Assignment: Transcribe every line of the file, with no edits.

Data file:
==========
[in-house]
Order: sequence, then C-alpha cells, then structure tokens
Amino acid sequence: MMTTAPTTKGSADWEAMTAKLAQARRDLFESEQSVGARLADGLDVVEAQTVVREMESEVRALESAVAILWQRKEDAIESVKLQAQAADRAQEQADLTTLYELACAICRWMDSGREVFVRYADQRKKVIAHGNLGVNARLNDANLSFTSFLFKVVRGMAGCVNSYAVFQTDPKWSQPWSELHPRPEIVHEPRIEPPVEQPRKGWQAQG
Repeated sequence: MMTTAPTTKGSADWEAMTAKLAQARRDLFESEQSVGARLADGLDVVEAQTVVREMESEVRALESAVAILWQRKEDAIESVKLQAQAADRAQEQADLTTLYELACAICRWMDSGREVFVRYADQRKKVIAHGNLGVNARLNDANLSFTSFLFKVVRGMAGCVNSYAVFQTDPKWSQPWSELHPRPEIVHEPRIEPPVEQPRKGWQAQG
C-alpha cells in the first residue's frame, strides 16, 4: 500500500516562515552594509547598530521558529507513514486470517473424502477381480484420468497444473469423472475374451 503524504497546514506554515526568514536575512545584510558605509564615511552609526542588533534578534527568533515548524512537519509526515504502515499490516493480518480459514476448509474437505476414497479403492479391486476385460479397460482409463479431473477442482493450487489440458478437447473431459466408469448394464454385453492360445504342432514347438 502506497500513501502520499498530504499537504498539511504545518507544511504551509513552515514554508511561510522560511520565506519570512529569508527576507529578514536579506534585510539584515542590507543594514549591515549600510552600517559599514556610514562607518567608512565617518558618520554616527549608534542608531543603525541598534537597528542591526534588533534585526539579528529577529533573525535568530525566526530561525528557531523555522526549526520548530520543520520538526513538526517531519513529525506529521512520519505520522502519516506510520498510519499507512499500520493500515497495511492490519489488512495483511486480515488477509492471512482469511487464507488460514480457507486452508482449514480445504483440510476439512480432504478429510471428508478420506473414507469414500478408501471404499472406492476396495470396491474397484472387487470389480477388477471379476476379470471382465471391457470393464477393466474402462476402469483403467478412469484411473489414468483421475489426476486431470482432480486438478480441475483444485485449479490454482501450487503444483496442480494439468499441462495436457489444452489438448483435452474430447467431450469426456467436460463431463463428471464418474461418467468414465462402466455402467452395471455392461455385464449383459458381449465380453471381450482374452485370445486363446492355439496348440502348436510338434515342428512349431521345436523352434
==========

[in-house]
Order: sequence, then C-alpha cells, then structure tokens
Amino acid sequence: MMTTAPTTKGSADWEAMTAKLAQARRDLFESEQSVGARLADGLDVVEAQTVVREMESEVRALESAVAILWQRKEDAIESVKLQAQAADRAQEQADLTTLYELACAICRWMDSGREVFVRYADQRKKVIAHGNLGVNARLNDANLSFTSFLFKVVRGMAGCVNSYAVFQTDPKWSQPWSELHPRPEIVHEPRIEPPVEQPRKGWQAQG
Repeated sequence: MMTTAPTTKGSADWEAMTAKLAQARRDLFESEQSVGARLADGLDVVEAQTVVREMESEVRALESAVAILWQRKEDAIESVKLQAQAADRAQEQADLTTLYELACAICRWMDSGREVFVRYADQRKKVIAHGNLGVNARLNDANLSFTSFLFKVVRGMAGCVNSYAVFQTDPKWSQPWSELHPRPEIVHEPRIEPPVEQPRKGWQAQG
C-alpha cells in the first residue's frame, strides 16, 4: 500500500516562515552594509547598530521558529507513514486470517473424502477381480484420468497444473469423472475374451 503524504497546514506554515526568514536575512545584510558605509564615511552609526542588533534578534527568533515548524512537519509526515504502515499490516493480518480459514476448509474437505476414497479403492479391486476385460479397460482409463479431473477442482493450487489440458478437447473431459466408469448394464454385453492360445504342432514347438 502506497500513501502520499498530504499537504498539511504545518507544511504551509513552515514554508511561510522560511520565506519570512529569508527576507529578514536579506534585510539584515542590507543594514549591515549600510552600517559599514556610514562607518567608512565617518558618520554616527549608534542608531543603525541598534537597528542591526534588533534585526539579528529577529533573525535568530525566526530561525528557531523555522526549526520548530520543520520538526513538526517531519513529525506529521512520519505520522502519516506510520498510519499507512499500520493500515497495511492490519489488512495483511486480515488477509492471512482469511487464507488460514480457507486452508482449514480445504483440510476439512480432504478429510471428508478420506473414507469414500478408501471404499472406492476396495470396491474397484472387487470389480477388477471379476476379470471382465471391457470393464477393466474402462476402469483403467478412469484411473489414468483421475489426476486431470482432480486438478480441475483444485485449479490454482501450487503444483496442480494439468499441462495436457489444452489438448483435452474430447467431450469426456467436460463431463463428471464418474461418467468414465462402466455402467452395471455392461455385464449383459458381449465380453471381450482374452485370445486363446492355439496348440502348436510338434515342428512349431521345436523352434